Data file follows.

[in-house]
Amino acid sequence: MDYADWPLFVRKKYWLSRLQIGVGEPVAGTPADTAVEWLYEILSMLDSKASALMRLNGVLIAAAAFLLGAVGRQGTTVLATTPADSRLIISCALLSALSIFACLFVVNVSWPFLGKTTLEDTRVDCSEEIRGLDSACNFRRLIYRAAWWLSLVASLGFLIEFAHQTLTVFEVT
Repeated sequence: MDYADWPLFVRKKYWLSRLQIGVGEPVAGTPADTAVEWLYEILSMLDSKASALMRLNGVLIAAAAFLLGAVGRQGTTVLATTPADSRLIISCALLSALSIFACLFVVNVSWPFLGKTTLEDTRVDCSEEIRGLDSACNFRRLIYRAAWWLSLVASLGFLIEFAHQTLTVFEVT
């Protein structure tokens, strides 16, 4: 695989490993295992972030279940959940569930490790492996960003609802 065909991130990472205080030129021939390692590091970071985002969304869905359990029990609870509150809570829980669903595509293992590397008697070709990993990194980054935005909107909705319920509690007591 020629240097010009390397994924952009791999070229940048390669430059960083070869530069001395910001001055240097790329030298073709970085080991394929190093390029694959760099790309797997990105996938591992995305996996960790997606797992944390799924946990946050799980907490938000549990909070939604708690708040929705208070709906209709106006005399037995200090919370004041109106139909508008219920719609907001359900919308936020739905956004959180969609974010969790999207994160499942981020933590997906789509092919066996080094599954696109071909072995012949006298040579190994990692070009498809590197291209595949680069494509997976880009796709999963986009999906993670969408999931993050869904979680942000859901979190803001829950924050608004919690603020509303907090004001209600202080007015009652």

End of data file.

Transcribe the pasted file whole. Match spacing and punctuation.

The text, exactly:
[in-house]
Amino acid sequence: MDYADWPLFVRKKYWLSRLQIGVGEPVAGTPADTAVEWLYEILSMLDSKASALMRLNGVLIAAAAFLLGAVGRQGTTVLATTPADSRLIISCALLSALSIFACLFVVNVSWPFLGKTTLEDTRVDCSEEIRGLDSACNFRRLIYRAAWWLSLVASLGFLIEFAHQTLTVFEVT
Repeated sequence: MDYADWPLFVRKKYWLSRLQIGVGEPVAGTPADTAVEWLYEILSMLDSKASALMRLNGVLIAAAAFLLGAVGRQGTTVLATTPADSRLIISCALLSALSIFACLFVVNVSWPFLGKTTLEDTRVDCSEEIRGLDSACNFRRLIYRAAWWLSLVASLGFLIEFAHQTLTVFEVT
């Protein structure tokens, strides 16, 4: 695989490993295992972030279940959940569930490790492996960003609802 065909991130990472205080030129021939390692590091970071985002969304869905359990029990609870509150809570829980669903595509293992590397008697070709990993990194980054935005909107909705319920509690007591 020629240097010009390397994924952009791999070229940048390669430059960083070869530069001395910001001055240097790329030298073709970085080991394929190093390029694959760099790309797997990105996938591992995305996996960790997606797992944390799924946990946050799980907490938000549990909070939604708690708040929705208070709906209709106006005399037995200090919370004041109106139909508008219920719609907001359900919308936020739905956004959180969609974010969790999207994160499942981020933590997906789509092919066996080094599954696109071909072995012949006298040579190994990692070009498809590197291209595949680069494509997976880009796709999963986009999906993670969408999931993050869904979680942000859901979190803001829950924050608004919690603020509303907090004001209600202080007015009652």